D.C. denied end to court supervision
A federal judge Monday rejected the District’s effort to end nearly two decades of court supervision of the city’s child welfare agency.
The opinion, issued by U.S. District Judge Thomas F. Hogan, is a blow to the city’s top lawyer, Attorney General Peter Nickles, who had pushed hard to end the child welfare case and other long-running class action suits involving the mental health and developmental disabilities agencies and the special education system.
But in his 46-page opinion Hogan concluded that the recent Supreme Court decision cited again and again by the District in its effort to end the class action suits did not mandate an end to the consent decree that the District entered into.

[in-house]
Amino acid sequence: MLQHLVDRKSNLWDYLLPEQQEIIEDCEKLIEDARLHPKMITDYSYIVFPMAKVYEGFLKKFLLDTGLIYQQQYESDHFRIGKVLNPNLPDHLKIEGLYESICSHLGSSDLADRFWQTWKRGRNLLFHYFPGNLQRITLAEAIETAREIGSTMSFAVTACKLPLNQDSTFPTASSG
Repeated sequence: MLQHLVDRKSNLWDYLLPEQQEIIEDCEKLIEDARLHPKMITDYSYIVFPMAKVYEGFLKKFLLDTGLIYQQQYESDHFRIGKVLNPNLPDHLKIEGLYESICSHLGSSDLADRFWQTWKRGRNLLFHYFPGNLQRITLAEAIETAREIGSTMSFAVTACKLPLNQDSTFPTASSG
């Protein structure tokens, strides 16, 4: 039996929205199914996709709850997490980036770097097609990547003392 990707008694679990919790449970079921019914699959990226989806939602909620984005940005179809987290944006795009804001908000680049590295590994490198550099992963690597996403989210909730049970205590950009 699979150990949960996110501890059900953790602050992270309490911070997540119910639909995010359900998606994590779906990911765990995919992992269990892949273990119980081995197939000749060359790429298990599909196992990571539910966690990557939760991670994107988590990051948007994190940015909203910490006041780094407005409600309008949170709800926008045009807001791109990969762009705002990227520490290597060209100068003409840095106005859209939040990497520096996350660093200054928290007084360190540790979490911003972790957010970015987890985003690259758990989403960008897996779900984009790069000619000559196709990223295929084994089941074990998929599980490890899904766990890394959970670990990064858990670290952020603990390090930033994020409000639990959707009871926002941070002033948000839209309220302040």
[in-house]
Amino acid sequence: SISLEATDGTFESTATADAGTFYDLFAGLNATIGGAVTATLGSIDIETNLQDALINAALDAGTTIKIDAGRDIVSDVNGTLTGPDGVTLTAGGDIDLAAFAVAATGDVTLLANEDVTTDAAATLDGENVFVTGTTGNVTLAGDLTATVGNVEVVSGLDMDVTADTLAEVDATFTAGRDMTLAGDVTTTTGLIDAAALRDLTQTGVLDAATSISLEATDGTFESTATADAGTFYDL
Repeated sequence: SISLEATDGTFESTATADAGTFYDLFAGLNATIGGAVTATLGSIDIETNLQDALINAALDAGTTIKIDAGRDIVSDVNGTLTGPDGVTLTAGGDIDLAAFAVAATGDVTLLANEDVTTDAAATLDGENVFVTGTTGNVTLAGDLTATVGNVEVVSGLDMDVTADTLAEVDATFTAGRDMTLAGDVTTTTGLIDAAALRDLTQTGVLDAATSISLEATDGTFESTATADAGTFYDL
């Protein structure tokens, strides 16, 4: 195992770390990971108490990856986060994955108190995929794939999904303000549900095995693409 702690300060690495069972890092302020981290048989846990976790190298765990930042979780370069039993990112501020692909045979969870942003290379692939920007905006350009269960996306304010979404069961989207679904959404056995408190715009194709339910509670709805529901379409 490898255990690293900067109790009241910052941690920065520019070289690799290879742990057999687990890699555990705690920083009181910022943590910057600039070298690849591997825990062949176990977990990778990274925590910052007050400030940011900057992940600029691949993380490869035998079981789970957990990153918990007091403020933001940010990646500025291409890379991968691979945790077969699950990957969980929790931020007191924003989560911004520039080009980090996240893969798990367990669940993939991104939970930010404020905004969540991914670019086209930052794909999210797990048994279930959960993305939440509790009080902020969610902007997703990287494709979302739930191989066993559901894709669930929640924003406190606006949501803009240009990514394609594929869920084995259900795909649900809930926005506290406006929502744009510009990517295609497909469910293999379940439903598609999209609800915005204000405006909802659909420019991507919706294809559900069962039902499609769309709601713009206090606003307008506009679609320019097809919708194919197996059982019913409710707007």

While acknowledging considerable progress since the lawsuit LaShawn v. Fenty was filed in 1989, Hogan questioned the District’s decision to seek an end to the case barely a year after the four children of Banita Jacks were found dead in the family’s Southeast Washington home.
“By all accounts, CFSA largely fell to pieces in the aftermath of that discovery. . . ,” Hogan writes. “Undoubtedly, CFSA has taken measures to buttress reforms. But the defendants have not illustrated any, at least not in a manner that inspires enough confidence to support a conclusion that the agency’s progress is “durable and self-sustaining.”
-- Henri Cauvin
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